In the poetry of Psalm 119, God is the teacher, and God’s people are the students. Creation is the classroom, and the lessons are the laws or teachings of God. Learning is our way of life.

This particular lesson focuses on God’s righteousness and our response. The Hebrew word for “righteous” or “righteousness” appears five times. It means what is right or just, but it implies a kindness and generosity as justice is being done. The psalmist declares God’s righteousness even in the presence of her enemies, troubles, and anguish. Even in difficult times, she loves God’s promises and delights in God’s commandments.

When life is glorious, it’s easy to fall asleep in class. We become practical atheists and dismiss our need for God and God’s teachings. But when the news headlines haunt us, when we hear a terrible diagnosis, when we say goodbye to a loved one, or when we struggle to love our friends and family, let alone our enemies, the psalmist issues a wake-up call that God is faithful. God’s righteousness is everlasting. God’s promises are time-tested and true.

In those moments where we feel small and despised, we can huddle in God’s classroom together. We can sing the songs of our faith as we proclaim the poetry of the psalmist. We can keep learning at God’s feet until God’s teaching becomes our way of life.

Righteous God, make us lifelong learners of your teachings so that we delight in your Word and trust you on all the pathways of life. Amen.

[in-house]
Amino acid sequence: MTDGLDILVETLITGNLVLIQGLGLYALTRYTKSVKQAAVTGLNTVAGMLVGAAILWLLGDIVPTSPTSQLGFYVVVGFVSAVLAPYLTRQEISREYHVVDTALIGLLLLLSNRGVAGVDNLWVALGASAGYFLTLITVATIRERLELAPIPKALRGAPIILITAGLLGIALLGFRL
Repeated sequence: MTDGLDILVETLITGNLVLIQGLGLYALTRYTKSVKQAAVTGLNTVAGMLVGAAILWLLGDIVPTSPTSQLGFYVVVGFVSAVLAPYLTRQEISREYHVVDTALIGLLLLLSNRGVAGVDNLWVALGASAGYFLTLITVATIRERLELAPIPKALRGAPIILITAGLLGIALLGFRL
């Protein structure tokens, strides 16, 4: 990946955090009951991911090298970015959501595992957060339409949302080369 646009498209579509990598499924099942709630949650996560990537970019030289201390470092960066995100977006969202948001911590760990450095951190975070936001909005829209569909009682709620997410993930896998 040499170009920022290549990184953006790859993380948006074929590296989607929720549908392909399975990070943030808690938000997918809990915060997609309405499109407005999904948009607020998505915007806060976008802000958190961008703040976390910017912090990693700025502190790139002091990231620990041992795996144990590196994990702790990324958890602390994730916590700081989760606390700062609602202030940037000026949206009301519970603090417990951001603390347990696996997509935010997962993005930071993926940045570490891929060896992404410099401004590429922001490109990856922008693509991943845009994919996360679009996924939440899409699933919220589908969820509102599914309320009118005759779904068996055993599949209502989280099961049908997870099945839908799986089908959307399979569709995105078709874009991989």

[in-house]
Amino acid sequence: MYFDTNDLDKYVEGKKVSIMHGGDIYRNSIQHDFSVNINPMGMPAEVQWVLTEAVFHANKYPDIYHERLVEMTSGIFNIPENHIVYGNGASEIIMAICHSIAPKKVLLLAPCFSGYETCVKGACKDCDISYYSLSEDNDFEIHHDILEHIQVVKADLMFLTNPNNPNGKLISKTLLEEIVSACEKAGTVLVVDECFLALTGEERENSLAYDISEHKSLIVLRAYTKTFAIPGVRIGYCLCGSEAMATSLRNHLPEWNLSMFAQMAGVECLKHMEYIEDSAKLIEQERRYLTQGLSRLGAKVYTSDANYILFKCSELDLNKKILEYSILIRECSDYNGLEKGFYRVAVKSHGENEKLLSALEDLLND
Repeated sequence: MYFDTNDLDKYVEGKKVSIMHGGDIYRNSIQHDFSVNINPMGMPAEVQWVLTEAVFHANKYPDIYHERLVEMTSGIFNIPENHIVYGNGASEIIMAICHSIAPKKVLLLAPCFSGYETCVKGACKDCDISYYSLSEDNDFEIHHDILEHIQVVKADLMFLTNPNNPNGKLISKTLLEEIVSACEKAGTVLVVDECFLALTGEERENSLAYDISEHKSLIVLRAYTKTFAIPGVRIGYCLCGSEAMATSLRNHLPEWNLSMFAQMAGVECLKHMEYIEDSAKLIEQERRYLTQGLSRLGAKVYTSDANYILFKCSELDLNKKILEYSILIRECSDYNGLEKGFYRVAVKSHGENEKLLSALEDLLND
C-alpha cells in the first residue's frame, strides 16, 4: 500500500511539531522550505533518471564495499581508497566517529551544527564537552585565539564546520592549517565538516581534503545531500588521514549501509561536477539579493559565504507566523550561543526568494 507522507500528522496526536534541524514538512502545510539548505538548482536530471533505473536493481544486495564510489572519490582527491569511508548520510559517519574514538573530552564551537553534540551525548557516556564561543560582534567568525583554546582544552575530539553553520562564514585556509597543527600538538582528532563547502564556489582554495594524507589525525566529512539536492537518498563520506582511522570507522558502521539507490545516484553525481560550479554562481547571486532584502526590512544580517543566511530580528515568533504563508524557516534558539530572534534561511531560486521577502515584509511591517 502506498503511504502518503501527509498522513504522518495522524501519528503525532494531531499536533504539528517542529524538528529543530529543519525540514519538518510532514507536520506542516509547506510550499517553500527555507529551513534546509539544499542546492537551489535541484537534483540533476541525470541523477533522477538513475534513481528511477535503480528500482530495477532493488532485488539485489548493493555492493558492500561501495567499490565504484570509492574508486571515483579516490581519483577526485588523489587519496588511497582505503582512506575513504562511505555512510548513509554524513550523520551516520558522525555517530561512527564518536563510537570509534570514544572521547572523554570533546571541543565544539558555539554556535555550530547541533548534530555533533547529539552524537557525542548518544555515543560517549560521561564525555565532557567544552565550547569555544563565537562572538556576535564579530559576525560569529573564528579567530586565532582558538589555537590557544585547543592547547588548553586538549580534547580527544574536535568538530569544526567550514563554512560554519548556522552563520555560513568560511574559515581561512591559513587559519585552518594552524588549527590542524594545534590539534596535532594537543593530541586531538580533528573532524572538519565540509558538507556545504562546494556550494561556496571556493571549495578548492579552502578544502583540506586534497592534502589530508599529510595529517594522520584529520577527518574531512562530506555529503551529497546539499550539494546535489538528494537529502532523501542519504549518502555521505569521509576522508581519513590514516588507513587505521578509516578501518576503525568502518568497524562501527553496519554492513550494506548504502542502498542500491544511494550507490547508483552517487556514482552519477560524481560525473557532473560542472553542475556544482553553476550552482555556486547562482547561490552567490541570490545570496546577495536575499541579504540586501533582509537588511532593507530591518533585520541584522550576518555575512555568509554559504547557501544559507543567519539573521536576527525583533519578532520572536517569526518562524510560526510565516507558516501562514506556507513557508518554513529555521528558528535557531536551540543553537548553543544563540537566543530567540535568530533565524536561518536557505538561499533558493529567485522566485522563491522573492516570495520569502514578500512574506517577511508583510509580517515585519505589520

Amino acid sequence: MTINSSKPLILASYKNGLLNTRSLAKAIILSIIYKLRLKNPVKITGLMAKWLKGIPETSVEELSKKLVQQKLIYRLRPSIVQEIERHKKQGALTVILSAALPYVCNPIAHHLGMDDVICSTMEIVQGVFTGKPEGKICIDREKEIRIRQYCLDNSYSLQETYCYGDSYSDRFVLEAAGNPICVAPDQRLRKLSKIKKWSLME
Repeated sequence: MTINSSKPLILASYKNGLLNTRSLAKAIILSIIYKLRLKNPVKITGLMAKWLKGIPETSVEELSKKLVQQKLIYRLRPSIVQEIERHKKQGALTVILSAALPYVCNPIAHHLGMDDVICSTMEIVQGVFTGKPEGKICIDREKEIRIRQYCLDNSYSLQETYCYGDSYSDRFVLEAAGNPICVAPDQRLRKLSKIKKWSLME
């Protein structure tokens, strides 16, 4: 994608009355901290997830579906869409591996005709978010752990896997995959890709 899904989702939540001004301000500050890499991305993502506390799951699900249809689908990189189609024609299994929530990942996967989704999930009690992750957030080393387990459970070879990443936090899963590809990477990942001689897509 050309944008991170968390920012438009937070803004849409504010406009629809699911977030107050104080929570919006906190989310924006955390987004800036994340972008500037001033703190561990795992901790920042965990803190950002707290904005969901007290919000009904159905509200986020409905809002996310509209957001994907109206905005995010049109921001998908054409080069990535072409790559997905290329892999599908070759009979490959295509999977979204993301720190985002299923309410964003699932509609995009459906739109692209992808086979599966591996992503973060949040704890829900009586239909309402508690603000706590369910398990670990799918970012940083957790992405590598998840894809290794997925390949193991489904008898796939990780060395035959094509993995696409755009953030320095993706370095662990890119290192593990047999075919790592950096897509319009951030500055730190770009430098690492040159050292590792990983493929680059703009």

Pray the Scriptures Using Audio Lectio
Read Luke 19:1-10

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Lectionary Week
October 24–30, 2022
Scripture Overview

Habakkuk stands aghast at the “destruction and violence” all around and wonders how justice never seems to conquer. At the end of the reading, God contrasts the proud, whose spirit “is not right in them,” with the righteous who live by faith. The psalmist delights in God’s righteousness and in the commandments of God; however, he admits that “I am small and despised.” The psalmist’s “trouble and anguish” appear in Second Thessalonians also, but here the “persecutions and the afflictions” endured by the faithful serve a particular end: They stand as signs of the imminent return of Jesus Christ. In the Gospel reading Jesus tells Zacchaeus, “Today salvation has come to this house,” which reminds us that the righteous who live by faith are not necessarily the socially or religiously acceptable.

Questions and Suggestions for Reflection

Read Habakkuk 1:1-4; 2:1-4. How can you wait actively for God’s response to your prayers and complaints? How will you enact God’s response when it comes?
Read Psalm 119:137-144. How do you follow God’s commandments in the face of injustice and corruption?
Read 2 Thessalonians 1:1-4, 11-12. The work of the church has never been easy. How does your faith community work to exude God’s love in a time when many reject or feel rejected by church institutions?
Read Luke 19:1-10. When have you run to Jesus? How can you share your experience so others pursue Jesus as well?

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